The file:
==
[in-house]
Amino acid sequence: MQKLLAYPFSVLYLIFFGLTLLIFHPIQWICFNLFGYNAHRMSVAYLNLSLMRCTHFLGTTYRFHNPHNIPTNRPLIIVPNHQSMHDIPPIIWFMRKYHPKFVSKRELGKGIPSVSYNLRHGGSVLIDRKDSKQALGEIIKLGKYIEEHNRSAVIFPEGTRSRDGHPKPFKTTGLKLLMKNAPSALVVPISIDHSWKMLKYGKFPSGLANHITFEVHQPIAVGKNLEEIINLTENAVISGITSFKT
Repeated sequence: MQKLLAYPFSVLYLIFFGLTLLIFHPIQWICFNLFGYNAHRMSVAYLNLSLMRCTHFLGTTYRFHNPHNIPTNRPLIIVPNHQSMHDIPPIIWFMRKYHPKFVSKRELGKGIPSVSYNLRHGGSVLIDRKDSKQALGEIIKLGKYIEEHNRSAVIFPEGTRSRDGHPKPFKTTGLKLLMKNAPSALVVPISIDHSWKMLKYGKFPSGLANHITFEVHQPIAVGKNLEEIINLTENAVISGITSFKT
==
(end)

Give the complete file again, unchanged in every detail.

[in-house]
Amino acid sequence: MQKLLAYPFSVLYLIFFGLTLLIFHPIQWICFNLFGYNAHRMSVAYLNLSLMRCTHFLGTTYRFHNPHNIPTNRPLIIVPNHQSMHDIPPIIWFMRKYHPKFVSKRELGKGIPSVSYNLRHGGSVLIDRKDSKQALGEIIKLGKYIEEHNRSAVIFPEGTRSRDGHPKPFKTTGLKLLMKNAPSALVVPISIDHSWKMLKYGKFPSGLANHITFEVHQPIAVGKNLEEIINLTENAVISGITSFKT
Repeated sequence: MQKLLAYPFSVLYLIFFGLTLLIFHPIQWICFNLFGYNAHRMSVAYLNLSLMRCTHFLGTTYRFHNPHNIPTNRPLIIVPNHQSMHDIPPIIWFMRKYHPKFVSKRELGKGIPSVSYNLRHGGSVLIDRKDSKQALGEIIKLGKYIEEHNRSAVIFPEGTRSRDGHPKPFKTTGLKLLMKNAPSALVVPISIDHSWKMLKYGKFPSGLANHITFEVHQPIAVGKNLEEIINLTENAVISGITSFKT